dependency mechanism. Aside from the possibility of plain old bugs,
I'd be wondering about corrupted indexes on pg_depend.

regards, tom lane

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Nov 23 '05 #5

P: n/a
Tom Lane wrote:
Mark Gibson <gi*****@cromwell.co.uk> writes:
Right then, I think I've got this sorted,
DROP TABLE worked after a swift:
DELETE FROM pg_depend WHERE objid = 5173132;

There's something awfully flaky going on here. The system should never
have let you get into this state in the first place: the entire point of
pg_depend is that you can't delete the referenced object without
deleting the referencing object. Had you been doing anything odd before
this (like perhaps manually deleting catalog rows)? You mentioned
having dropped the troublesome rule; did you do that by-the-book with
DROP RULE, or did you just DELETE FROM pg_rewrite?


I haven't modified anything manually in pg_catalog.
The rule was dropped with DROP RULE.
Although I have been testing out Slony-I, I'm not sure if that has
delved into pg_catalog, I'll have to check with the Slony folks.
I had to remove Slony's schema manually as I was having problems
with it. I was in the process of removing all Slony related stuff,
and all my slave tables when this problem occurred, and was going to
start again from scratch.

--
Mark Gibson <gibsonm |AT| cromwell |DOT| co |DOT| uk>
Web Developer & Database Admin
Cromwell Tools Ltd.
Leicester, England.

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Nov 23 '05 #6

P: n/a
On Wed, Oct 06, 2004 at 05:25:58PM +0100, Mark Gibson wrote:
I had to remove Slony's schema manually as I was having problems
with it. I was in the process of removing all Slony related stuff,
and all my slave tables when this problem occurred, and was going to
start again from scratch.


Did your problem happen on a replica, or on the origin? There's a
current dirty, evil hack in Slony that does extremely naughty things
in the catalogues on the replicas. This is slated to go away in the
future, but at the moment it's possible to trip over it if you don't
use Slony's own admin tools.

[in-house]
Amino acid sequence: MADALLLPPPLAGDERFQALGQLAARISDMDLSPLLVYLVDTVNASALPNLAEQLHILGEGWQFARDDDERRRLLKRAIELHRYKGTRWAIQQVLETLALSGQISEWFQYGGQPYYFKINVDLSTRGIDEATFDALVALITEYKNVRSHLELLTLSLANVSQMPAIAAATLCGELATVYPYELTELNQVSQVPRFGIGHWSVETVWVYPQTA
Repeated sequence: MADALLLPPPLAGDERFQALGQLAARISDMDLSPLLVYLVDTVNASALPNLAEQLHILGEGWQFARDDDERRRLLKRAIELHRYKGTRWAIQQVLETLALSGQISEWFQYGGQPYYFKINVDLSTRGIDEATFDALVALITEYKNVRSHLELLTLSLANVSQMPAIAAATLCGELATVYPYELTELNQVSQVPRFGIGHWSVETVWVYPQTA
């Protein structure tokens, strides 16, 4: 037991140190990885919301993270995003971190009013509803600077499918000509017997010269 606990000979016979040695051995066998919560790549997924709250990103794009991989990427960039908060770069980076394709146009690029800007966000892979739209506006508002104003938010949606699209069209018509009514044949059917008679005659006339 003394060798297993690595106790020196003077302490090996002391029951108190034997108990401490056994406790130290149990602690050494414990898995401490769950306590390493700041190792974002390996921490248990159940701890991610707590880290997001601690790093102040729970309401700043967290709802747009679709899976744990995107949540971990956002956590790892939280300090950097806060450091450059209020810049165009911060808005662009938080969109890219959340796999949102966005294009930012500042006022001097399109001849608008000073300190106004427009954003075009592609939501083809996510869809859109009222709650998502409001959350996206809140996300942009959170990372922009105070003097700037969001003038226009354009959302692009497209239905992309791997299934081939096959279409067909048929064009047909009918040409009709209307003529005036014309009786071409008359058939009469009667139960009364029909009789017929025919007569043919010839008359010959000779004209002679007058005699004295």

A

--
Andrew Sullivan | aj*@crankycanuck.ca
The fact that technology doesn't work is no bar to success in the marketplace.
--Philip Greenspun

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Nov 23 '05 #7

P: n/a
Andrew Sullivan wrote:
On Wed, Oct 06, 2004 at 05:25:58PM +0100, Mark Gibson wrote:
I had to remove Slony's schema manually as I was having problems
with it. I was in the process of removing all Slony related stuff,
and all my slave tables when this problem occurred, and was going to
start again from scratch.


Did your problem happen on a replica, or on the origin? There's a
current dirty, evil hack in Slony that does extremely naughty things
in the catalogues on the replicas. This is slated to go away in the
future, but at the moment it's possible to trip over it if you don't
use Slony's own admin tools.


Yes it was on the slave. After a bit more playing with Slony, I've
discovered the cause. I'd created rules on a slave table before
subscribing it to the master, Slony was disabling the rule from
within pg_catalog, so when I manually removed Slony I had some
rogue rules floating around. PostgreSQL didn't know it needed to
drop the rules but it was being restricted from dropping the table
by unknown deps in pg_depend.

--
Mark Gibson <gibsonm |AT| cromwell |DOT| co |DOT| uk>
Web Developer & Database Admin
Cromwell Tools Ltd.
Leicester, England.

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Nov 23 '05 #8

P: n/a
On 10/15/2004 4:20 AM, Mark Gibson wrote:
Andrew Sullivan wrote:
On Wed, Oct 06, 2004 at 05:25:58PM +0100, Mark Gibson wrote:
I had to remove Slony's schema manually as I was having problems
with it. I was in the process of removing all Slony related stuff,
and all my slave tables when this problem occurred, and was going to
start again from scratch.


Did your problem happen on a replica, or on the origin? There's a
current dirty, evil hack in Slony that does extremely naughty things
in the catalogues on the replicas. This is slated to go away in the
future, but at the moment it's possible to trip over it if you don't
use Slony's own admin tools.


Yes it was on the slave. After a bit more playing with Slony, I've
discovered the cause. I'd created rules on a slave table before
subscribing it to the master, Slony was disabling the rule from
within pg_catalog, so when I manually removed Slony I had some
rogue rules floating around. PostgreSQL didn't know it needed to
drop the rules but it was being restricted from dropping the table
by unknown deps in pg_depend.


Yes, this is the ugly bit of catalog scrbbling Slony-I 1.0 does. We have
ideas to clean this up in 1.1.
Jan

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Nov 23 '05 #9